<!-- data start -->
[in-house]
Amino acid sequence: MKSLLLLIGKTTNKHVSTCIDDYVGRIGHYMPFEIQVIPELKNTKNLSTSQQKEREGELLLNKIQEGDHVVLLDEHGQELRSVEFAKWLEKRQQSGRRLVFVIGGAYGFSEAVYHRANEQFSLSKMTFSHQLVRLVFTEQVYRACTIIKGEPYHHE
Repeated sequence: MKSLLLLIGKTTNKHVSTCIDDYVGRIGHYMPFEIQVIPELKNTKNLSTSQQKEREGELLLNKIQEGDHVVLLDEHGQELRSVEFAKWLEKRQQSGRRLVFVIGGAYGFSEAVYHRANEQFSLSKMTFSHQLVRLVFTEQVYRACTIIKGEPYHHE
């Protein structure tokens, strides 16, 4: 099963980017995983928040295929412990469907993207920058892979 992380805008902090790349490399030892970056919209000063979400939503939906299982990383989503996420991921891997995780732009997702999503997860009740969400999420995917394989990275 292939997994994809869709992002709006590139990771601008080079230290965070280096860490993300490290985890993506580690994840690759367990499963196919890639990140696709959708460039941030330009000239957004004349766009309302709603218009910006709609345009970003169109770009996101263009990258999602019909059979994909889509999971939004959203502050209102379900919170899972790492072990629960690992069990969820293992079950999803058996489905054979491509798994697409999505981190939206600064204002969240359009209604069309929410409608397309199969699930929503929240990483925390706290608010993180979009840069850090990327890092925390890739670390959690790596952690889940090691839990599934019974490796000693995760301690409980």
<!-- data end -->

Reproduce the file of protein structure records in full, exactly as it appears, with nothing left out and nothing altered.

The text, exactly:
[in-house]
Amino acid sequence: MKSLLLLIGKTTNKHVSTCIDDYVGRIGHYMPFEIQVIPELKNTKNLSTSQQKEREGELLLNKIQEGDHVVLLDEHGQELRSVEFAKWLEKRQQSGRRLVFVIGGAYGFSEAVYHRANEQFSLSKMTFSHQLVRLVFTEQVYRACTIIKGEPYHHE
Repeated sequence: MKSLLLLIGKTTNKHVSTCIDDYVGRIGHYMPFEIQVIPELKNTKNLSTSQQKEREGELLLNKIQEGDHVVLLDEHGQELRSVEFAKWLEKRQQSGRRLVFVIGGAYGFSEAVYHRANEQFSLSKMTFSHQLVRLVFTEQVYRACTIIKGEPYHHE
């Protein structure tokens, strides 16, 4: 099963980017995983928040295929412990469907993207920058892979 992380805008902090790349490399030892970056919209000063979400939503939906299982990383989503996420991921891997995780732009997702999503997860009740969400999420995917394989990275 292939997994994809869709992002709006590139990771601008080079230290965070280096860490993300490290985890993506580690994840690759367990499963196919890639990140696709959708460039941030330009000239957004004349766009309302709603218009910006709609345009970003169109770009996101263009990258999602019909059979994909889509999971939004959203502050209102379900919170899972790492072990629960690992069990969820293992079950999803058996489905054979491509798994697409999505981190939206600064204002969240359009209604069309929410409608397309199969699930929503929240990483925390706290608010993180979009840069850090990327890092925390890739670390959690790596952690889940090691839990599934019974490796000693995760301690409980």